Gorgeous in its chocolate and yellow-buff fur and nimble as a squirrel when it moves, the pine marten is an ace tree-climbing predator. It’s becoming more widespread again in Scotland after near-extinction, but is always scattered in small numbers and hard to see.
What to look for
As with many British land mammals, you’ll more often see signs of pine marten presence than the creature itself. Droppings on tracks - narrower than fox ones and often thicker than a cat’s - can vary in their contents at different times of year. In autumn, some can be almost entirely made up of rowan berries. In snow, look for big prints, all four paws placed around a single point if the marten has been bounding. An adult can be bigger than most domestic cats.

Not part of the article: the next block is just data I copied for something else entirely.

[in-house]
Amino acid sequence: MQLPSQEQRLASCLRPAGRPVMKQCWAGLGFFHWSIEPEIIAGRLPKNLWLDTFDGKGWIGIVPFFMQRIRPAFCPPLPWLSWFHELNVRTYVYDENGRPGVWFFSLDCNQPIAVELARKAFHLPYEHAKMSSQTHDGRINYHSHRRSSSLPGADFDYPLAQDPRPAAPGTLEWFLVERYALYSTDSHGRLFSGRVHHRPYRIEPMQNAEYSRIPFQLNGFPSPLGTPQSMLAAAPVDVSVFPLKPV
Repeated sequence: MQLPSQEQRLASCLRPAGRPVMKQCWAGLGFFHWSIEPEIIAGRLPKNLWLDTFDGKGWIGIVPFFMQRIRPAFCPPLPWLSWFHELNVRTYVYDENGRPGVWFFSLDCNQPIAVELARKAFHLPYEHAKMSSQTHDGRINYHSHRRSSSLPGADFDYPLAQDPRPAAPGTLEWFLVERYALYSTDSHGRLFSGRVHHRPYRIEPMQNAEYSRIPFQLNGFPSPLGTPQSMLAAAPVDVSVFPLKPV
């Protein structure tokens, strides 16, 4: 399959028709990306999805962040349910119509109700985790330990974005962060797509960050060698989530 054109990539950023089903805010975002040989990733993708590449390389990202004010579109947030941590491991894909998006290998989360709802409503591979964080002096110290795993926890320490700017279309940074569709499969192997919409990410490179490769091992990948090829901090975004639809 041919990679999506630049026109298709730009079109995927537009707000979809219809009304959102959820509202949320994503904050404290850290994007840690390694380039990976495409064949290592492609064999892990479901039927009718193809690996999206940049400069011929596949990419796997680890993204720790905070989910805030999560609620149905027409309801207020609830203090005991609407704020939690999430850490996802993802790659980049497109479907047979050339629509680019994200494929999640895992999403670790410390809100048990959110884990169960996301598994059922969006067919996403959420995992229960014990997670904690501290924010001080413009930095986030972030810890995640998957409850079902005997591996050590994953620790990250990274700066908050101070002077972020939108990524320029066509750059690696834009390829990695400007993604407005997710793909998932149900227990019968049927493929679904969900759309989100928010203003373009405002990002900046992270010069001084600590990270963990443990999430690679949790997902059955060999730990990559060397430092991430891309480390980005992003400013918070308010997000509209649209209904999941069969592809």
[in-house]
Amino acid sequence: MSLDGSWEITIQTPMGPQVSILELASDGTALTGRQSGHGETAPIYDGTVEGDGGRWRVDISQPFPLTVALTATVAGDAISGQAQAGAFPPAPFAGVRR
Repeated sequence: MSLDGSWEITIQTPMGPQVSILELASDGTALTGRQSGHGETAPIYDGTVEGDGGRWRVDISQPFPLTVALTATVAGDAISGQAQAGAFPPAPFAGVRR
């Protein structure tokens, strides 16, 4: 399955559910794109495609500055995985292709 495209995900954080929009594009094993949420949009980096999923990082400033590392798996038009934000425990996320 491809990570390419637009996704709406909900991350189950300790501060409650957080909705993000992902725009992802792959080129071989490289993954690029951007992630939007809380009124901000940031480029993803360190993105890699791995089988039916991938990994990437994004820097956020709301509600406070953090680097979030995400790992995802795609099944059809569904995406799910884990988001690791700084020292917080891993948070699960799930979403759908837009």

Pine martens nearly became extinct in Britain in the 19th century because of persecution by game-rearing interests. The spread of commercial forestry helped them to recover, giving them expanded woodland cover and breeding space; Martens are happy to live in close proximity with people and sometimes den in lofts.
When and where to see
For displays that give the low-down on marten life, visit the Ardnamurchan Natural History Centre and the Glenmore Forest Centre or for a good chance of seeing pine martens in the wild, book an evening in Speyside Wildlife’s hide near Aviemore.
Find out more about pine martens at Trees For Life.